'npm run build',
                    'npx cdk synth'

Now to add a stage so that we deploy to an environment

pipeline.addStage(new PipelineAppStage(this, `${props?.options.stackNamePrefix}-${props?.options.stackName}-DevDeploymentStage`, 
        options: props.options,
        env: {account: props?.options?.devAccount, region: props?.options?.defaultRegion}

What the above does is take the pipeline and creates a “stage” which is essential an account or environment you wish to deploy out too. The “env” field on the stage properties let’s you define that. Additionally you probably notice I’m passing around this Options property. It’s just a global setup that carries data I need in the pipeline. The type looks like this

export enum StageEnvironment {
    DEV = 'Dev',
    QA = 'Qa',
    STAGING = 'Staging',
    PROD = 'Prod',
    LOCAL = 'Local',

export type Options = {
    defaultRegion: string,
    stackNamePrefix: string,
    stackName: string,
    codeCommitAccount: string,
    toolsAccount: string,
    reposName: string,
    devAccount: string,
    qaAccount: string,
    stagingAccount: string,
    productionAccount: string,
    cdkBootstrapQualifier: string,
    pipelineName: string,

So that’s a lot to digest I know but once you’ve got that, you can run the below command to get the pipeline deployed

cdk deploy --all -a "npx ts-node bin/app.ts"

Wrap up

I want to wrap up with a few points and then give you some next steps when using AWS CDK Pipelines

First, The local deploy thing seems like a bummer when you start but there are things that are “prep” that need to be done once for each repos/pipeline. I’m going to write a subsequent article about cross account CodeCommit and how you trigger a pipeline say in a “Tools” account when the code is in a “CodeCommit” account. This split in accounts is helpful for permission isolation. I also won’t cover Github as we really don’t use that service day to day

Second, all of the above was in Typescript but you could build it in any of the languages I mentioned an article ago. Go, Java, C# and others. Have a look if that interests you.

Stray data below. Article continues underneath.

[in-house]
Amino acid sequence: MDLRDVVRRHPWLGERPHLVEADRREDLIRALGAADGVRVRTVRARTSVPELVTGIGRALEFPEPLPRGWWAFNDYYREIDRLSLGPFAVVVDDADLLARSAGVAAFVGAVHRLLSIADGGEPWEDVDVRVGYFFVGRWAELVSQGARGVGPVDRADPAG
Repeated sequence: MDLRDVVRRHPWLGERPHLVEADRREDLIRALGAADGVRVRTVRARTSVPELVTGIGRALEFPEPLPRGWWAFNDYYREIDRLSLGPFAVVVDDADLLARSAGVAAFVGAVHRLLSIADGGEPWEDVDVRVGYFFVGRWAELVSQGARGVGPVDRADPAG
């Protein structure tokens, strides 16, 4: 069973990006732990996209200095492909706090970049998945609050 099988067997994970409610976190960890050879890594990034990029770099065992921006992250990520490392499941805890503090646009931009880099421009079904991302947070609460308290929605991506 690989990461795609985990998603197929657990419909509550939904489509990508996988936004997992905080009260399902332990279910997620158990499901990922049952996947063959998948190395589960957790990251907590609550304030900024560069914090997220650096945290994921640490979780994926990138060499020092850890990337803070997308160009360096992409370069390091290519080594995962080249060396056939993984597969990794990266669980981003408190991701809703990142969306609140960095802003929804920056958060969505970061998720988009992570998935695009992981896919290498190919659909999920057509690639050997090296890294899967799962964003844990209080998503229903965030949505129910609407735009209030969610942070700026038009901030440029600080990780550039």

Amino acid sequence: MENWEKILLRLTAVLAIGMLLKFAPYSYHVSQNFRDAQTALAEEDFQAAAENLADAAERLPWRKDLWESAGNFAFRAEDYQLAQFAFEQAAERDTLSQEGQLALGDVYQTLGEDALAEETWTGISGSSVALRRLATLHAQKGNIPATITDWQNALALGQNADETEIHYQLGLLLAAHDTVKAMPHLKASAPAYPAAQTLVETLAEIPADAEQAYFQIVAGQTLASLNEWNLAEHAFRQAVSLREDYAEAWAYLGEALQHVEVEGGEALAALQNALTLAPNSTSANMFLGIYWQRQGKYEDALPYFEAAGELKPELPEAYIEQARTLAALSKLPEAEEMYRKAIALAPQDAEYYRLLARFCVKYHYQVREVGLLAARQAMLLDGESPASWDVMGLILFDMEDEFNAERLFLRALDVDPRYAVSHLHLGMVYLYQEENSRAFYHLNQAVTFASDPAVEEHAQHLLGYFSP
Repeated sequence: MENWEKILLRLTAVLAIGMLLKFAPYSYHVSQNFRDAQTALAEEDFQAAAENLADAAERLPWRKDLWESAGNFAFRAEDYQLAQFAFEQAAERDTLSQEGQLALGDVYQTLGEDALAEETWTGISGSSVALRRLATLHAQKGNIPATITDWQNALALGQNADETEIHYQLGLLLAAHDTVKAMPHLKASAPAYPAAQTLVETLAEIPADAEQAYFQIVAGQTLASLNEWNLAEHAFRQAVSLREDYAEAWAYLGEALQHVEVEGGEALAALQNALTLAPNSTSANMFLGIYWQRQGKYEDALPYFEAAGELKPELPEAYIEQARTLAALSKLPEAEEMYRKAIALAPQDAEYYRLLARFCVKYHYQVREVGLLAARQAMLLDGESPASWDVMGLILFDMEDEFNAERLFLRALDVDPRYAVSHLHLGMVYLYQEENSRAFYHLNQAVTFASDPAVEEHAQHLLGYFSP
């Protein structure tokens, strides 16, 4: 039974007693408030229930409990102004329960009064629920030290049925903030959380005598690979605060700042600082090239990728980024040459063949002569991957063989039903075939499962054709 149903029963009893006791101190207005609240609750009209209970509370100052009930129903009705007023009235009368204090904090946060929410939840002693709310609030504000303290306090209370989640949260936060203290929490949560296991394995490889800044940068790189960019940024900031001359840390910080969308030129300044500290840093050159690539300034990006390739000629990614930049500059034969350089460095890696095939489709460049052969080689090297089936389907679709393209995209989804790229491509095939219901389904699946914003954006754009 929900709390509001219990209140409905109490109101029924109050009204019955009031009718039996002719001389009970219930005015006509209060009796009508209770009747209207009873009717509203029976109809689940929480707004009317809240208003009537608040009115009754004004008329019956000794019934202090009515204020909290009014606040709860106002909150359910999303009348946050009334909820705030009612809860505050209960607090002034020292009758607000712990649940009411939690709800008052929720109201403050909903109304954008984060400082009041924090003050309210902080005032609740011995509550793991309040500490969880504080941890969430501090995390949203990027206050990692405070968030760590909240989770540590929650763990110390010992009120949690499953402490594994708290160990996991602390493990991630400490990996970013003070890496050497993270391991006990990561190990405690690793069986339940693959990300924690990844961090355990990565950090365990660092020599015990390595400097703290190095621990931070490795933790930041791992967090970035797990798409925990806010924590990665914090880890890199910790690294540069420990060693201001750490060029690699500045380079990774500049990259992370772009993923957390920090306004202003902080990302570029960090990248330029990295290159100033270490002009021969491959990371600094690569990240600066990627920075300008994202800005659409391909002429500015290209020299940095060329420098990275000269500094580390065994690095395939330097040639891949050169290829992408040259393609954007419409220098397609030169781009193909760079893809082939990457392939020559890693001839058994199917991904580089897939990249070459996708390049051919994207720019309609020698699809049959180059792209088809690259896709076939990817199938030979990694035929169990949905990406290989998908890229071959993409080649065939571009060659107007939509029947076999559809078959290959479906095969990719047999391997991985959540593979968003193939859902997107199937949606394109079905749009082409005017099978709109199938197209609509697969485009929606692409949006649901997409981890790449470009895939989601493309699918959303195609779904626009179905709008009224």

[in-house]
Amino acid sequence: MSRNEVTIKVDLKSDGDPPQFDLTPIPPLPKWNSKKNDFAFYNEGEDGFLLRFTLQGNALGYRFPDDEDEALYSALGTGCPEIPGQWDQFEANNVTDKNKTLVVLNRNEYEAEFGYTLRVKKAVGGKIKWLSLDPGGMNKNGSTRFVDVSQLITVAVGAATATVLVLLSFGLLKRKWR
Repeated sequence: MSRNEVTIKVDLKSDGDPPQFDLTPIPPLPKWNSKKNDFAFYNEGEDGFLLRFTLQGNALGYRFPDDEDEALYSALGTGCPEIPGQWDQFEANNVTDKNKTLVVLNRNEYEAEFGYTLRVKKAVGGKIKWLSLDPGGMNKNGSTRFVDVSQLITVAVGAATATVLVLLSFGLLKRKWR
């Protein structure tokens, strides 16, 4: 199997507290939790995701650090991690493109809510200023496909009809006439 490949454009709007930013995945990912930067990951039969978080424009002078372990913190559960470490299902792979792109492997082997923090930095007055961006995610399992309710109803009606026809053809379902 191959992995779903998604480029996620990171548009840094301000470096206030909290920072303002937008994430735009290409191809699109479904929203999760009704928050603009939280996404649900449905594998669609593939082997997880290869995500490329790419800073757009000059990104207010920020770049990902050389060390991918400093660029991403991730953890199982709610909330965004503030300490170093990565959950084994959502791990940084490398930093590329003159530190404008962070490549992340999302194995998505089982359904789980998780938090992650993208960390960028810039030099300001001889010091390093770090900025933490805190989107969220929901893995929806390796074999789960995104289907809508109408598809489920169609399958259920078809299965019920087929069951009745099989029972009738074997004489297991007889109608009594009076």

Lastly, the CDK Documentation is fantastic and here’s the link into the CDK Pipeline docs. It’s got a few good examples and some class definitions. It does not cover the things like cross account CodeCommit, certain other gotchas with permissions as well. Big shoutout to our AWS support folks that we’ve been able to converse with as well along our journey. CDK Documentation

Up Next

I’m going to continue diving into CDK and showing/highlighting some of the beauties that we’ve found. I also plan to get into some Serverless and HealthLake as well.

Published by Benjamen Pyle

Benjamen is a genuine and resourceful technology creator with over 20 years of hands-on software development, team building and leadership experience. His passion is enabling technology teams to be their best by bridging modern technical design with outstanding business problem-solving. Recognized as an AWS Community leader in the areas of Event-Driven and Serverless Architecture, he brings multiple years of pragmatic experience designing and operating modern cloud-native and containerized solutions. When Benjamen doesn't have his head in the clouds, he's either playing golf with his wife and 2 boys or they are outside with their 12 paws.